Etz Chayim – reaching for the Tree of Life

It has been almost a full year since I last posted on this blog. Much has happened. After almost 7 years of ‘wilderness wandering’, we finally have our own home again and are settled, albeit out in the rural wilds of north Cornwall, far away from any kind of Messianic fellowship or congregation. I am so thankful, so surprised with joy to receive such good fortune when we thought all was lost. But still I am terribly isolated and lonely and effectively alone in terms of religious fellowship.

I may have mentioned that I had been in search of some fellowship – any kind, really, but it was a very mixed bag of good and bad experiences.

I really liked the Anglican for its freedom of conscience, although there seemed to be no understanding or interest in the Jewish side of the faith and I had the particular bad fortune of being under a priest who had a real bee in his bonnet about evangelicals. The fact that I was verging on being an ‘ex-evangelical’ seemed not to temper his ire. As far as he seemed to be concerned, I was an idiot for ever countenancing such ideas. If anything, his attitude pushed me back into the fundamentalism I was trying to leave. (Freedom of conscience didn’t extend to evangelicals, as far as he was concerned.)

We also tried an independent Pentecostal group who said they were pro-Israel, but they turned out to be extremely negative, narrow-minded and fundamentalist in every way, and the Pentecostal displays of worship put some of my children off church entirely. After everything we have been through, I can hardly blame them.

In the end, I started going to a Salvation Army while my mother was living with us (only for 6 months as it turned out) and I have continued there although it’s far from ideal. Again, there seems to be no understanding or interest in the Jewish roots of Christianity, and the occasional anti-semitic sermon is never a surprise. It takes a lot of energy to keep looking, so for now I am staying put. I can’t say that I am entirely happy, but they do at least put Christianity in action and reach out to the poorest of the poor.

I had wondered recently in what way I can still claim to be ‘Messianic’ – without fellowship or a believing husband to encourage me, the feasts and fasts and even a proper observation of Shabbat has fallen by the wayside. I wonder if I can ever get it back again.

I have made a very good friend online with a woman who had a very different experience of the Messianic movement, having first converted to Orthodox Judaism and come into Messianic Judaism from there rather than as I did, through evangelicalism. We disagree on many things, but her lack of Christian fundamentalism has been an eye-opener for me.

I also have a very good real-life friend who is not a believer, but who was raised in Orthodox Judaism. We have a surprising amount of experiences in common, and her friendship has been a real balm to my soul.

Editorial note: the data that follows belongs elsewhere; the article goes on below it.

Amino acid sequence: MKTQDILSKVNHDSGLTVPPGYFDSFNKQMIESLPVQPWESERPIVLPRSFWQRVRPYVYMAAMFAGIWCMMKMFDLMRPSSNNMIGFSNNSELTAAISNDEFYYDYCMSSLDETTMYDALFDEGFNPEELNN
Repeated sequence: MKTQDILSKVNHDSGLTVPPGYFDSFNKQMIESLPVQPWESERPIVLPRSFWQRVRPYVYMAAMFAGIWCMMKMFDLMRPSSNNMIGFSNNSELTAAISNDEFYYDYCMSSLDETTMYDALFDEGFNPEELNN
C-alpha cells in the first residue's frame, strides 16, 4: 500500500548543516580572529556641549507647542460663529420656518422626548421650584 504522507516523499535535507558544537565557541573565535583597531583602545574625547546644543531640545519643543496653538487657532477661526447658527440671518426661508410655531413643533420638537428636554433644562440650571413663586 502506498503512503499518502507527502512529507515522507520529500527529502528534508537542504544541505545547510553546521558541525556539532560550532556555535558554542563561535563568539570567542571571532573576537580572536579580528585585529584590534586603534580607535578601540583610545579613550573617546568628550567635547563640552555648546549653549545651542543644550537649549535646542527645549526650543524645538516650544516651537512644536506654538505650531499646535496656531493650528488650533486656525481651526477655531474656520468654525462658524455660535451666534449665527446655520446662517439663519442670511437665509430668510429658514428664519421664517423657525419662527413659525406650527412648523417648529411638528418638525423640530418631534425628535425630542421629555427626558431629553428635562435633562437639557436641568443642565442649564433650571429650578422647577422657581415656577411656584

I have started thinking though in terms of abandoning the trappings of religious tradition entirely and instead reaching out for and trying to find the ‘Etz Chayim’, that is the Jesus/ Yeshua who embodies the Tree of Life, and ‘Ha Derek’, the Way itself, Himself.

Coming out of fundamentalism is a very emotional and difficult thing, and in a way I am having to start again and weigh everything up to see what is good and what is bad. That’s probably not a bad thing in itself.

I am trying to get to know the ‘real’ Yeshua from a different perspective now.

I am still at home, muddling through being a wife and homemaker/ housewife, still home educating my youngest.

So what is the future of this blog?

Honestly, I don’t know. I don’t want to lose my Messianic identity, and I would love to be able to start again from scratch and incorporate more of the Jewish feasts and traditions into my life.

What I don’t want to do, however, is to fall back into the trap of legalism or fundamentalism. It wasn’t life-giving, it was a bottomless pit of darkness that I slipped into gradually without even realising I was doing it, and it nearly ate me up whole before I realised. What I need now is to find the good path, and the Tree of Life.

Becoming the Ultimate Housewife: 1950s Housewife

Shavua tov ladies! 🙂 This is just a little bit of fun really, but I wonder – how much of this do you aspire to? 

How much of this is cultural, dated and irrelevant now, and how much the Biblical ideal/ pattern for wives?

http://www.ultimatehousewife.com/2013/02/1950s-housewife.html?m=1

Peanut Butter and Jelly Challah

A quick share! I won’t be making this today but I will definitely be adding this to my list of recipes to try! 🙂

http://www.kveller.com/recipe-peanut-butter-jelly-challah/?utm_medium=social&utm_source=nosherfacebook

Shiva: Death, mourning and hope in Jewish Tradition

ברוך אתה ה’ א‑לוהינו מלך העולם, דיין האמת
Barukh atah Adonai Eloheinu melekh ha’olam, dayan ha-emet.
“Blessed are You, Lord, our God, King of the universe, the Just Judge.”
After 4 years of trying, hoping and praying since my last loss, and 13 years in total, and finally after giving up completely, I was unexpectedly blessed with pregnancy again.